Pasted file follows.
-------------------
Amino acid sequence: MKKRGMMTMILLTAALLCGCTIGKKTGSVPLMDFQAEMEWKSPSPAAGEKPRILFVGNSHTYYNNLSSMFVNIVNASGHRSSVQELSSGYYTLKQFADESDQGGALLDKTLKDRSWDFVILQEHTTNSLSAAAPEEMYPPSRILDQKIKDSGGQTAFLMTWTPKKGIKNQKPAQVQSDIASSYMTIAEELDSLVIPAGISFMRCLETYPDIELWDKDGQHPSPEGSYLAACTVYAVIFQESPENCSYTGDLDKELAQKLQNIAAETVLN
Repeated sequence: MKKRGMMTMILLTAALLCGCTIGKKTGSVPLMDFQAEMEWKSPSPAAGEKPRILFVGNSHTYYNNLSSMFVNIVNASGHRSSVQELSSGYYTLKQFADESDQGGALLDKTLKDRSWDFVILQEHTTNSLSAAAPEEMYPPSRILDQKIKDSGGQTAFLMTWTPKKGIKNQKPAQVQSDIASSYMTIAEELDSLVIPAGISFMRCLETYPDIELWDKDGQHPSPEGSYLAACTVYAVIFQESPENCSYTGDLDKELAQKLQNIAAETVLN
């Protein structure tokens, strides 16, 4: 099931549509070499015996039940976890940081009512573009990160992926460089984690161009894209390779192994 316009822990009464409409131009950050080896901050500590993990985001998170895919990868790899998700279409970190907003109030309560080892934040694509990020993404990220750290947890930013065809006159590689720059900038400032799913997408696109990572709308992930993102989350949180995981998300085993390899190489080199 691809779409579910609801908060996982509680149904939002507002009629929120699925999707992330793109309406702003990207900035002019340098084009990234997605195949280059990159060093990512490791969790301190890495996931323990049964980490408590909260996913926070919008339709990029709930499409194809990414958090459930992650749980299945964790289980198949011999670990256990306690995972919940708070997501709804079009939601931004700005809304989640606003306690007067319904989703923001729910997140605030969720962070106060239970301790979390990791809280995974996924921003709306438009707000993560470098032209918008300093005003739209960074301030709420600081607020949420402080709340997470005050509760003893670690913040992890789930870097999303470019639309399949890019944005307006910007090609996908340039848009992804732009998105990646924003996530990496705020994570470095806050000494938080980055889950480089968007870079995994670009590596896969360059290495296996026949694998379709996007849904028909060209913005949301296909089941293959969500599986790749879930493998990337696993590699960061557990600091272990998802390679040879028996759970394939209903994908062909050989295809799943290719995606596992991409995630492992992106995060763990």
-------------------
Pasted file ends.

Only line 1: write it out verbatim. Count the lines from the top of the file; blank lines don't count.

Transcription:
Amino acid sequence: MKKRGMMTMILLTAALLCGCTIGKKTGSVPLMDFQAEMEWKSPSPAAGEKPRILFVGNSHTYYNNLSSMFVNIVNASGHRSSVQELSSGYYTLKQFADESDQGGALLDKTLKDRSWDFVILQEHTTNSLSAAAPEEMYPPSRILDQKIKDSGGQTAFLMTWTPKKGIKNQKPAQVQSDIASSYMTIAEELDSLVIPAGISFMRCLETYPDIELWDKDGQHPSPEGSYLAACTVYAVIFQESPENCSYTGDLDKELAQKLQNIAAETVLN